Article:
Is it because of the years spent mastering the terminology? Is it because of a blind ignorance to the fact that not all clients are "legally trained"?
Nobody can be sure of the exact reason; however, what everybody can be sure of is the need for the profession, as a whole, to use plain language as good practice in all business documents. Not only will it help with productivity and efficiency, it will also help to reduce the risk of misinterpretation of advice given.
As Marcus Fabius Quintilianus points out:
“Don’t write merely to be understood. Write so that you cannot possibly be misunderstood.”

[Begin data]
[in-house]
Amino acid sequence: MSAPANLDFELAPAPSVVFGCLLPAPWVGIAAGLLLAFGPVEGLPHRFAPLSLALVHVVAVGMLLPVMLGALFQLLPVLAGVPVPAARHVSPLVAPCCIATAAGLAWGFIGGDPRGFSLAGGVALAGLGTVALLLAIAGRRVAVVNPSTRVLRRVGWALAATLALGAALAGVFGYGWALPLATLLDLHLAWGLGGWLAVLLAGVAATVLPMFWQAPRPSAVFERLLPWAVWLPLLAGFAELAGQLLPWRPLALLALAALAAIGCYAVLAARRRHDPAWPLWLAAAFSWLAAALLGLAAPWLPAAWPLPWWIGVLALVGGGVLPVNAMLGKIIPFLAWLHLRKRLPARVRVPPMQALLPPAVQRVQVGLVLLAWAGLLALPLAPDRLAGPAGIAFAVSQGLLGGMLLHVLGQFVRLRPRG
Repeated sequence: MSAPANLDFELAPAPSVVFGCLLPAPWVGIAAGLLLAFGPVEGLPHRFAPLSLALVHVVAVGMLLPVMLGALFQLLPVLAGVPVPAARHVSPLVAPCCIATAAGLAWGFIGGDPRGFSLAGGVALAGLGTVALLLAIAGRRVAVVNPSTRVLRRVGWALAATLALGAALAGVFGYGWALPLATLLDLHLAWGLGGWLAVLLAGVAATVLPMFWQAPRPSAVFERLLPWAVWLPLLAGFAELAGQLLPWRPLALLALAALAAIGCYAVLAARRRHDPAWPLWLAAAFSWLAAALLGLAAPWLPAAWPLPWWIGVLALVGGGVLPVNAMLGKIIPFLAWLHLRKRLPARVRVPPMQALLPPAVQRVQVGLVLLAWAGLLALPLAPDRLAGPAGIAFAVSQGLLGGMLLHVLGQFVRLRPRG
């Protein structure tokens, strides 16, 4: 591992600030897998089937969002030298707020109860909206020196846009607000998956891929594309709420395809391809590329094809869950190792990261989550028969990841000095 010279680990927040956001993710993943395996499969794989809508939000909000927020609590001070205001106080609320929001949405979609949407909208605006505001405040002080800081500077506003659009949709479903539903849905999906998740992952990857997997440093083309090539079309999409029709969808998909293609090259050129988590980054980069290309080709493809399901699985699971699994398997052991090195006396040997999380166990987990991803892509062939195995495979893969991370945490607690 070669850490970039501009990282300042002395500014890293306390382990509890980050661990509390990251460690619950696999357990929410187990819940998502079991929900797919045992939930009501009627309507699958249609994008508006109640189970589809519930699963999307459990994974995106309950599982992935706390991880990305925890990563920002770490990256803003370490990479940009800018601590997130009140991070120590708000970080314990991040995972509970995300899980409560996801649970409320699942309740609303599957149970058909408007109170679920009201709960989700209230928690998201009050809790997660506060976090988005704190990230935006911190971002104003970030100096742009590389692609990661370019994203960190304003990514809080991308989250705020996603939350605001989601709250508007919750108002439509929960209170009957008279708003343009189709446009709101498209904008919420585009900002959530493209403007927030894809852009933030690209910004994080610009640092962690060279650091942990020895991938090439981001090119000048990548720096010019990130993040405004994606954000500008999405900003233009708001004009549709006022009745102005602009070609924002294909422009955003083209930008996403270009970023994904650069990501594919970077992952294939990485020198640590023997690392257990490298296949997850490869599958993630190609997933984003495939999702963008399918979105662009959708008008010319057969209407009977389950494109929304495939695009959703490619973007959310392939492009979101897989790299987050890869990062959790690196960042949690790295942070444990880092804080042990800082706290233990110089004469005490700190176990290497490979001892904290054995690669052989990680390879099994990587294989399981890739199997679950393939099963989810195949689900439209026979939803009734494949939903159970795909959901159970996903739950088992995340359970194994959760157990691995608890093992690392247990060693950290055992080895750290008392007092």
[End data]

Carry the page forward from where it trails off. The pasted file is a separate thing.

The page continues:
The legal profession tends to believe that it is better than average at communicating with its readers – clients, staff, prospects, judges and social media users. Regrettably, in many cases that confidence is misplaced. In fact Bryan Garner, a leading US advocate of plain language for lawyers, says that the legal profession suffers significant barriers to communicating including: "We persist in making our profession exclusive, all the while rationalizing our inability to write well by invoking age-old legal standards We have a history of wretched writing … [these] poor models that continually fortify the lawyer’s bad habits"